What you must do is remove the atmosphere from the innards of the icebox freon highway. Any air inside that equation will cause the freon to react and make ice. My little home made vacuum pump is a multi-tasker. It not only blows but it sucks also. That makes it ideal to remove air from the system. You need to connect a red hose from your gauges to the vacuum pumper. When you have allowed enough time to get that low side gauge down to negative 30 AND you feel enough time have elapsed to get all the moisture out the sealed system then with the vacuum pump a going you close off the red valve on the high side hose. You shut down the vacuum pump. You wait. Why? You want to see if the pressure drops on the system. If it drops you still have a leak. If after a long while all night OR at least an hour the needle ain't moved then you can be fairly sure the repair is holding and their are no more leaks. At that point you would open the freon a hair and SLOWLY add the gas to prevent damaging the valves inside the compressor. You would then crank the unit up. and slowly add in the freon NEVER allowing the needle to get above 10PSI.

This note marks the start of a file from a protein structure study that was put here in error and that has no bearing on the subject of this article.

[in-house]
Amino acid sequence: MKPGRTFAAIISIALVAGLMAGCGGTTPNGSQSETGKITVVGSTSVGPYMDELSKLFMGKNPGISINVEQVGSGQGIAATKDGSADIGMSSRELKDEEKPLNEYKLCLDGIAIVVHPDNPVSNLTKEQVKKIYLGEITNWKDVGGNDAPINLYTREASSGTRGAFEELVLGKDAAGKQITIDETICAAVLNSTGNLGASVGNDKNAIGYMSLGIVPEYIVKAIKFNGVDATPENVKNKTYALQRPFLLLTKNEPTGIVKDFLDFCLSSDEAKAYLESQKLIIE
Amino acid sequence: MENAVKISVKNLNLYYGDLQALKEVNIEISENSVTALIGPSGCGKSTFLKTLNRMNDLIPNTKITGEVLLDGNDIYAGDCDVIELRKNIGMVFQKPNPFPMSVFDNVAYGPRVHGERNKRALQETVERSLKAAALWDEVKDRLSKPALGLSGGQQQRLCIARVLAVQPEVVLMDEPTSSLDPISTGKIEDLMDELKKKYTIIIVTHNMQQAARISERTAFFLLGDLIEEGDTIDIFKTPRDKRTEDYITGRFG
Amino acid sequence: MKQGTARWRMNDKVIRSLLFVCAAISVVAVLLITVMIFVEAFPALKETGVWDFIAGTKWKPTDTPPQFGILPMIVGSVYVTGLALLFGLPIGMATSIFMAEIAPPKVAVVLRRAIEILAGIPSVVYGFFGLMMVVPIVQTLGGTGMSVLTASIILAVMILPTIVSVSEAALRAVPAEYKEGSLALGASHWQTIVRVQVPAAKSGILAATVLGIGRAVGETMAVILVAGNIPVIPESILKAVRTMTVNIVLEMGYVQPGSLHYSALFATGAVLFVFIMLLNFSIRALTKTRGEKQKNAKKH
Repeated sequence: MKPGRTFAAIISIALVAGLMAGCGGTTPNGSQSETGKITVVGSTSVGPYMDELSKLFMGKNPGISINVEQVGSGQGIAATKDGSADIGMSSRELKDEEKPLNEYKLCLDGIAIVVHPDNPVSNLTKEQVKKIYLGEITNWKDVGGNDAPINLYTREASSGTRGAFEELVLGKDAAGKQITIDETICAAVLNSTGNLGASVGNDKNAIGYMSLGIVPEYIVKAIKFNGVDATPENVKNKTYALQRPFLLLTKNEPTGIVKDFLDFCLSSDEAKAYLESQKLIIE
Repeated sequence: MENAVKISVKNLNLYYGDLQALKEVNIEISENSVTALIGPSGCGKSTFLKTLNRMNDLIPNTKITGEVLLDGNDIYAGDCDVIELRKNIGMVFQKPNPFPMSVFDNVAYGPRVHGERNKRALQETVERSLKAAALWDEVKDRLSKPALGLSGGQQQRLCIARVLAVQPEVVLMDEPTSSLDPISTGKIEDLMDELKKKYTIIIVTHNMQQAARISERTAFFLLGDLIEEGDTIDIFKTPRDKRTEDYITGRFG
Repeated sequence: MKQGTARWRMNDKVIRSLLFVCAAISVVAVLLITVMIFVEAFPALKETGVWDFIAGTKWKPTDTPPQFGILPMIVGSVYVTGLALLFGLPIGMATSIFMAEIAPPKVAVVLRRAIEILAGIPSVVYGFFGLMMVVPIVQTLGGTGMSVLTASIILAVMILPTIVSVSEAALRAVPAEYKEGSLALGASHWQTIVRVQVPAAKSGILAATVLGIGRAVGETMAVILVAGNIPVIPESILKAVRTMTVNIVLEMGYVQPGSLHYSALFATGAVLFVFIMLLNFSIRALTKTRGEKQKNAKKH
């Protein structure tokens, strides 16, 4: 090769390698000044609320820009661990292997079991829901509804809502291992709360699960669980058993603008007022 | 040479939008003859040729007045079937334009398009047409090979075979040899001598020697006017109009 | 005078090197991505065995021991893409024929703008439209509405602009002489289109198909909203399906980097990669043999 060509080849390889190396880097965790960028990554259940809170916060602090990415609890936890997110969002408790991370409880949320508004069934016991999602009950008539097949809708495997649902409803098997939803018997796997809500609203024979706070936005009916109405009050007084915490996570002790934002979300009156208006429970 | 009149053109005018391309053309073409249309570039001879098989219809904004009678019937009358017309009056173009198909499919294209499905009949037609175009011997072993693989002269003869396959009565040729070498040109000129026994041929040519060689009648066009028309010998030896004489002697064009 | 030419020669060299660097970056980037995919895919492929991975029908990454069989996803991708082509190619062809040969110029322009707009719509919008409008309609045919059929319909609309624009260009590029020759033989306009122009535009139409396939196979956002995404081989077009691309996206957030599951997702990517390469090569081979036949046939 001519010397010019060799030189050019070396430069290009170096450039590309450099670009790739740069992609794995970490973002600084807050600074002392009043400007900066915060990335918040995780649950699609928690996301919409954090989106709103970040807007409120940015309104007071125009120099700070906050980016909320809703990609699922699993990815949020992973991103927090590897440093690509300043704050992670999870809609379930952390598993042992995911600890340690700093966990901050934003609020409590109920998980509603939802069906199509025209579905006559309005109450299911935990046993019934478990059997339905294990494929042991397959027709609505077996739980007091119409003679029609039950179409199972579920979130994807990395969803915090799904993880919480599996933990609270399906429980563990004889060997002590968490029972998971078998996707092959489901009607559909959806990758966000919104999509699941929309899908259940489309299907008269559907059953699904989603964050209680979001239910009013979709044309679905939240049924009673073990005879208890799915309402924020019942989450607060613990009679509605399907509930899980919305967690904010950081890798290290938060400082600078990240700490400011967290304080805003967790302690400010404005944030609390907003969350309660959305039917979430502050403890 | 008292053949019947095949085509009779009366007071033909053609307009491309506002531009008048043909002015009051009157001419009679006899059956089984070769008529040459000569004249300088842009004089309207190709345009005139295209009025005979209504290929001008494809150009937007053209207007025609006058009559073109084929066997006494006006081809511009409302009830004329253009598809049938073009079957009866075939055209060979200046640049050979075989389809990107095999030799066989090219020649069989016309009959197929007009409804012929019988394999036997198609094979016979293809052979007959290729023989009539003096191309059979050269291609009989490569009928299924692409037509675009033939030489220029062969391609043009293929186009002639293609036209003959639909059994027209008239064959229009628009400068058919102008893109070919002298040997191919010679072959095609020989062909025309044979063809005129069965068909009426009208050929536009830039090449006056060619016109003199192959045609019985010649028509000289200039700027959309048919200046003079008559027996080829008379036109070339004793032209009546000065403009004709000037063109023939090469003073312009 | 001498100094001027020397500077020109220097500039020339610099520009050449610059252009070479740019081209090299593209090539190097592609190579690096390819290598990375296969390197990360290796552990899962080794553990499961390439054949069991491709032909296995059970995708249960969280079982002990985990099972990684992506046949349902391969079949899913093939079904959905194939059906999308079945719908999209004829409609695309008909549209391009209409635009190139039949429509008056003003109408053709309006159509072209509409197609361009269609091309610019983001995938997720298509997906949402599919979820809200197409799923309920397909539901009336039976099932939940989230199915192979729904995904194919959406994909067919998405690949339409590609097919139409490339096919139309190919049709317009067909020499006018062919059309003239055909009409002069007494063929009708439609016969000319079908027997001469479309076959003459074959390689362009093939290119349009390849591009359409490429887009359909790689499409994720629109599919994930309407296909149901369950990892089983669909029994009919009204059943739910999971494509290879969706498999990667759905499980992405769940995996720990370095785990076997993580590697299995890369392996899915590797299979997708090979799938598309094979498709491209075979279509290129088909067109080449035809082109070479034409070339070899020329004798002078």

This is a time consuming process. If you rush this step you fug it up. Kapish?
Once the pressure remains steady at 5PSI you stop and allow the ice box to get cold inside. If you have 5 PSI close off the tap and wait 24 hours for the result.
Notice I didn't have to remove any hoses after vacuuming out the system? This is critical. You could vacuum to the moon and back but if you had to remove the hoses to connect your rig to the ice box to charge it, you would allow air to get into the sealed system and fug it up. That is why you need gauges.